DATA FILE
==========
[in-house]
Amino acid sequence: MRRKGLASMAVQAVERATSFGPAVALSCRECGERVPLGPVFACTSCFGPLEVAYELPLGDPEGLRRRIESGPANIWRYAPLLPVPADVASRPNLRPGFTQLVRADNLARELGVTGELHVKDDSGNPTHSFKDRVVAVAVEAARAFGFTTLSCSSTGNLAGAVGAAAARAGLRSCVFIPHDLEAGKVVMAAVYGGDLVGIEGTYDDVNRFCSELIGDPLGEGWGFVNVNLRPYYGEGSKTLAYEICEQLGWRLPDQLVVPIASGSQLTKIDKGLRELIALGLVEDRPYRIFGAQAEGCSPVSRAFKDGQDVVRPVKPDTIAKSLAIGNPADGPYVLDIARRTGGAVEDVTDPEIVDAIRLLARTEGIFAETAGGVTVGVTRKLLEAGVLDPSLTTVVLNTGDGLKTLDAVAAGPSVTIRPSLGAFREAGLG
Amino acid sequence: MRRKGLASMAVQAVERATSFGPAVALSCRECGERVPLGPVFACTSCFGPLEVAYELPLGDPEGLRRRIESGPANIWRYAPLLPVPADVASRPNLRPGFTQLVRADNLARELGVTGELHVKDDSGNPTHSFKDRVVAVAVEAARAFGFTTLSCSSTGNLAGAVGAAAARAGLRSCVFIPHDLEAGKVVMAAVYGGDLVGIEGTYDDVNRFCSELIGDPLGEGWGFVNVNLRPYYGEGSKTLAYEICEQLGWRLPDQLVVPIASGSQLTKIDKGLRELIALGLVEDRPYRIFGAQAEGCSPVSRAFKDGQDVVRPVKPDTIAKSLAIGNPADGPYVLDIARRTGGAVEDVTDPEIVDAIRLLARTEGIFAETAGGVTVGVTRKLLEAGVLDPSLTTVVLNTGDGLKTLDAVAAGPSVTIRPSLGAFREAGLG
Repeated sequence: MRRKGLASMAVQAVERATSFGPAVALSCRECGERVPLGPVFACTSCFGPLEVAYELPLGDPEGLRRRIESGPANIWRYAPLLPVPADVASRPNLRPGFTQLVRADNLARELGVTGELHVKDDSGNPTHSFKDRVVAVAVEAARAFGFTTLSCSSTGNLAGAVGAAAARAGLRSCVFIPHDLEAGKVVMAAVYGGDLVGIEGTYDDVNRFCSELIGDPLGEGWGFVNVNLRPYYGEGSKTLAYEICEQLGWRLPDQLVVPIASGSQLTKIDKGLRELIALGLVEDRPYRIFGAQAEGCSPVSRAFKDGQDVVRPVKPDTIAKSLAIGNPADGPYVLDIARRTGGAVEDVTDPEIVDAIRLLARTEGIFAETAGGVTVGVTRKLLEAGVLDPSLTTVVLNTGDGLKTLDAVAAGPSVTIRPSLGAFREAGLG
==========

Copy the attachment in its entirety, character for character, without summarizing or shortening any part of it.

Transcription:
[in-house]
Amino acid sequence: MRRKGLASMAVQAVERATSFGPAVALSCRECGERVPLGPVFACTSCFGPLEVAYELPLGDPEGLRRRIESGPANIWRYAPLLPVPADVASRPNLRPGFTQLVRADNLARELGVTGELHVKDDSGNPTHSFKDRVVAVAVEAARAFGFTTLSCSSTGNLAGAVGAAAARAGLRSCVFIPHDLEAGKVVMAAVYGGDLVGIEGTYDDVNRFCSELIGDPLGEGWGFVNVNLRPYYGEGSKTLAYEICEQLGWRLPDQLVVPIASGSQLTKIDKGLRELIALGLVEDRPYRIFGAQAEGCSPVSRAFKDGQDVVRPVKPDTIAKSLAIGNPADGPYVLDIARRTGGAVEDVTDPEIVDAIRLLARTEGIFAETAGGVTVGVTRKLLEAGVLDPSLTTVVLNTGDGLKTLDAVAAGPSVTIRPSLGAFREAGLG
Amino acid sequence: MRRKGLASMAVQAVERATSFGPAVALSCRECGERVPLGPVFACTSCFGPLEVAYELPLGDPEGLRRRIESGPANIWRYAPLLPVPADVASRPNLRPGFTQLVRADNLARELGVTGELHVKDDSGNPTHSFKDRVVAVAVEAARAFGFTTLSCSSTGNLAGAVGAAAARAGLRSCVFIPHDLEAGKVVMAAVYGGDLVGIEGTYDDVNRFCSELIGDPLGEGWGFVNVNLRPYYGEGSKTLAYEICEQLGWRLPDQLVVPIASGSQLTKIDKGLRELIALGLVEDRPYRIFGAQAEGCSPVSRAFKDGQDVVRPVKPDTIAKSLAIGNPADGPYVLDIARRTGGAVEDVTDPEIVDAIRLLARTEGIFAETAGGVTVGVTRKLLEAGVLDPSLTTVVLNTGDGLKTLDAVAAGPSVTIRPSLGAFREAGLG
Repeated sequence: MRRKGLASMAVQAVERATSFGPAVALSCRECGERVPLGPVFACTSCFGPLEVAYELPLGDPEGLRRRIESGPANIWRYAPLLPVPADVASRPNLRPGFTQLVRADNLARELGVTGELHVKDDSGNPTHSFKDRVVAVAVEAARAFGFTTLSCSSTGNLAGAVGAAAARAGLRSCVFIPHDLEAGKVVMAAVYGGDLVGIEGTYDDVNRFCSELIGDPLGEGWGFVNVNLRPYYGEGSKTLAYEICEQLGWRLPDQLVVPIASGSQLTKIDKGLRELIALGLVEDRPYRIFGAQAEGCSPVSRAFKDGQDVVRPVKPDTIAKSLAIGNPADGPYVLDIARRTGGAVEDVTDPEIVDAIRLLARTEGIFAETAGGVTVGVTRKLLEAGVLDPSLTTVVLNTGDGLKTLDAVAAGPSVTIRPSLGAFREAGLG